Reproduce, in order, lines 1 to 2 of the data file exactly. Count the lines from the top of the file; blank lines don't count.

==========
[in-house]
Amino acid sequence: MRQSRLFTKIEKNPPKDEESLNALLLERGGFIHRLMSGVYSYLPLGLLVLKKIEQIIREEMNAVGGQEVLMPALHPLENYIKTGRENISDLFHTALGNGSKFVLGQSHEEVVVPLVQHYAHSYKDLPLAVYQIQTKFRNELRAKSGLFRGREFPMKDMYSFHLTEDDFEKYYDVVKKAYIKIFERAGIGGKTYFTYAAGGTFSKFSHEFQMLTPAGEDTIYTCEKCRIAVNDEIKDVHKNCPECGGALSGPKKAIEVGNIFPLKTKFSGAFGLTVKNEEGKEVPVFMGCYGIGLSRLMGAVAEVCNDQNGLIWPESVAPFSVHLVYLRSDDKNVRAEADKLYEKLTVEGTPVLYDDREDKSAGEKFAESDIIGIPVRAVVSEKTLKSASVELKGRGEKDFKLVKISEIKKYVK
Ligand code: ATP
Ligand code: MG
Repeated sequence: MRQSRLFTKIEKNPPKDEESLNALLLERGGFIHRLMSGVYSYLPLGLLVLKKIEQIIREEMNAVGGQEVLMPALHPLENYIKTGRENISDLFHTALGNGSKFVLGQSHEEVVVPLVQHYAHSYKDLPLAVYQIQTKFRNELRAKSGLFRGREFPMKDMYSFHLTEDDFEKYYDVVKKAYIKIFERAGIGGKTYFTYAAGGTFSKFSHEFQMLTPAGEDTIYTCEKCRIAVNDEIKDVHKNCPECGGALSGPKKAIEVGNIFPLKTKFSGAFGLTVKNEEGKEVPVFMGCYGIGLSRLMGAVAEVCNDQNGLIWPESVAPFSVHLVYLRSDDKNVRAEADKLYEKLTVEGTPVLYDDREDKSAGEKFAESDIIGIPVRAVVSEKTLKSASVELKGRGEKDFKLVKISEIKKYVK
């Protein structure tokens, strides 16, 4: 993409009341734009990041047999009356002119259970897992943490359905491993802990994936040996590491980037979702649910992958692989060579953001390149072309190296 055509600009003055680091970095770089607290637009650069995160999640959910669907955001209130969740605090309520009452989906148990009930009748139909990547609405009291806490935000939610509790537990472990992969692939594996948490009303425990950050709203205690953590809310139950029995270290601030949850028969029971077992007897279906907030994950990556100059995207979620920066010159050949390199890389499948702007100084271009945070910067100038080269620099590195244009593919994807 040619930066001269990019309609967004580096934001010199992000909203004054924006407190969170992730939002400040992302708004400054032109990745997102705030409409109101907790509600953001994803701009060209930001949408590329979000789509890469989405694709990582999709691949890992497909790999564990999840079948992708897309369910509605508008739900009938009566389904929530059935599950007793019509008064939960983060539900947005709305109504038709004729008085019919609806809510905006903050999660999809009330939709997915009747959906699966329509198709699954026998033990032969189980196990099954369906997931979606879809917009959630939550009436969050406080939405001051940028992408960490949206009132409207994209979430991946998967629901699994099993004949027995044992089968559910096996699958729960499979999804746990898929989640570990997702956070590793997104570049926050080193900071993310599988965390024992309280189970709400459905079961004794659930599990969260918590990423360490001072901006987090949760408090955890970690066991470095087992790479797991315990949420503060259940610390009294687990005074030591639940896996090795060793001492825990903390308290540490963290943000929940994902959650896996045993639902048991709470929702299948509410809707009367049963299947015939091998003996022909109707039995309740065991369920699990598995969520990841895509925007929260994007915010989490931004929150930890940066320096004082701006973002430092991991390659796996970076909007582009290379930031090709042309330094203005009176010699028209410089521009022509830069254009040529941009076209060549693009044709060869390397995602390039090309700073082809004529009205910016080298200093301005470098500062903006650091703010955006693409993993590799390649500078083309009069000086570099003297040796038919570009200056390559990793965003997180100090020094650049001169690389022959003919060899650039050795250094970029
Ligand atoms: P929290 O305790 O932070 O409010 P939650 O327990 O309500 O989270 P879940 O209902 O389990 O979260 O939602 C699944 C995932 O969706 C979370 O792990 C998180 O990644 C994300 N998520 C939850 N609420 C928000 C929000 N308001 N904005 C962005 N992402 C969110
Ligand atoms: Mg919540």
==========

[in-house]
Amino acid sequence: MRQSRLFTKIEKNPPKDEESLNALLLERGGFIHRLMSGVYSYLPLGLLVLKKIEQIIREEMNAVGGQEVLMPALHPLENYIKTGRENISDLFHTALGNGSKFVLGQSHEEVVVPLVQHYAHSYKDLPLAVYQIQTKFRNELRAKSGLFRGREFPMKDMYSFHLTEDDFEKYYDVVKKAYIKIFERAGIGGKTYFTYAAGGTFSKFSHEFQMLTPAGEDTIYTCEKCRIAVNDEIKDVHKNCPECGGALSGPKKAIEVGNIFPLKTKFSGAFGLTVKNEEGKEVPVFMGCYGIGLSRLMGAVAEVCNDQNGLIWPESVAPFSVHLVYLRSDDKNVRAEADKLYEKLTVEGTPVLYDDREDKSAGEKFAESDIIGIPVRAVVSEKTLKSASVELKGRGEKDFKLVKISEIKKYVK